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Students to take stand against fee increases

Students support Jeremy Corbyn’s petition against the government increase in tuition fees

Students have come to support Jeremy Corbyn’s petition against the Government White Paper “Success as a Knowledge Economy” presented on May 16. The White Paper’s success in Parliament would allow high-achieving universities to increase their tuition fees over the current £9.000 cap, in order to follow inflation more closely and remain competitive.

Jeremy Corbyn launched the petition yesterday in response to the document produced by the Secretary of State for Business, Innovation and Skills, vowing to “oppose the Tories’ plan” which according to Labour would leave “young people with a lifetime of debt”.

Corbyn’s campaign, which uses the hashtag #ToryPriceTag, has collected over 155,000 signatures so far out of the 200,000 expected, after the initial goal of 100,000 was pushed back twice. It directly addresses David Cameron and the Conservative Party’s politics, with Corbyn accusing them of imposing a “tax on learning”.

“The Tory government repeatedly dumps the burden upon the young.”

Louis McEvoy

In a speech to the Commons, Jeremy Corbyn called the White Paper “an insult to the aspirations of young people wanting an education.”

This coincides with the recent resurfacing of a letter George Osborne wrote 13 years ago. Osborne wrote that the university tuition fees which were then only just being introduced, were “very unfair” and mentions that the Conservative Party intends to “scrap tuition fees altogether when we are next in government. Education will once again be free for students.”

The relevance of this letter today has however been questioned by current Conservative MPs. Just six years after Universities were permitted to “adjust to new demands” by requiring UK and EU students pay fees going up to £9,000 and over 15 years after these were first introduced in the country, the new White Paper draws the outline of a new system devised to encourage competition between institutions. Both of these previous decisions had been followed by student protests in different parts of the nation.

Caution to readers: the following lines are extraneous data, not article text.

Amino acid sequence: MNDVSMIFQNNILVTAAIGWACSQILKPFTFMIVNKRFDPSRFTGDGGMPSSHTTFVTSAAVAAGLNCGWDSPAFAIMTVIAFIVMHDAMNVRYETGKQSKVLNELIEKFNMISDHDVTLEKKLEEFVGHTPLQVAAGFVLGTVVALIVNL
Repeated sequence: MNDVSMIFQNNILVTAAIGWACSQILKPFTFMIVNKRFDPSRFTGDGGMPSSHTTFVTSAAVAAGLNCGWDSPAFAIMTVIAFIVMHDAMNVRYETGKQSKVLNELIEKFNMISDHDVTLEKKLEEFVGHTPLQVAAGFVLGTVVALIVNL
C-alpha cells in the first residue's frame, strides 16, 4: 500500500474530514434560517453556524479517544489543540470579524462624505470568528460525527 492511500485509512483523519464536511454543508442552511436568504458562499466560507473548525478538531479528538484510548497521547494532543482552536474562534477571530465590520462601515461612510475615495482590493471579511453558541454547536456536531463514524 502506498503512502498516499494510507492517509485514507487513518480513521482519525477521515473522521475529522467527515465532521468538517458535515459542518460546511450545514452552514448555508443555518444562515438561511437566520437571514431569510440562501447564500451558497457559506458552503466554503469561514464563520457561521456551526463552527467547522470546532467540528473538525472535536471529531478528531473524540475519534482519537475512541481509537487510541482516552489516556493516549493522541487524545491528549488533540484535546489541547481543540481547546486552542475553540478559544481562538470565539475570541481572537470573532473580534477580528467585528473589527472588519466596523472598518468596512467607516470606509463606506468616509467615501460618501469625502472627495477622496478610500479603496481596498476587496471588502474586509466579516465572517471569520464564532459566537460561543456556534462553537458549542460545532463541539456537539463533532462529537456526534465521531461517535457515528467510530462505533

If put in place, this system will have a particularly strong impact on high-achieving universities, allowing them to go beyond the original capped amount in order to respond to inflation and high demand from the year 2016/17 onward. Universities will be expected to provide detail of their graduate employment rate, as concerns were raised last November that the equal price of studies led to low-quality teaching being paid for Chancellor of Oxford University, Lord Patten, under scrutiny this week the same way as better teaching was. A set of awards handed out to universities and colleges yearly would also invite private institutions to develop further.

Louis McEvoy, Christ Church historian and member of the Labour Party, told Cherwell, “There’s no question that the Tory government disproportionately coddles and caters to pensioners, while repeatedly dumping the fiscal burden upon the young. It’s egregious and it’s wrong, but the only way to solve it is for us to encourage more young people to vote.”

First year French and German student and signatory of Labour’s petition, Sophie Sythes commented similarly, “I have always found it unfair to place an economic value on any kind of education especially when it is such a vital factor in the future prospects of young people. Due to the increase in tuition fees young people from working class and even middle class backgrounds are becoming increasingly discouraged. I am becoming increasingly concerned by the conservative government’s attitude to education, especially when other European countries such as France and Germany are offering high standards of education for free or at very low cost.”

According to Univ historian Peter Saville, the White Paper has both advantages and weaknesses. “The government’s white paper would encourage transparency whilst encouraging students to look at value for money. When Oxford graduates earn on average considerably more over a lifetime than the average Russell Group University, it is important that the University is able to demonstrate that it can compete in a market for the best graduates and an altered funding structure would play into that.”

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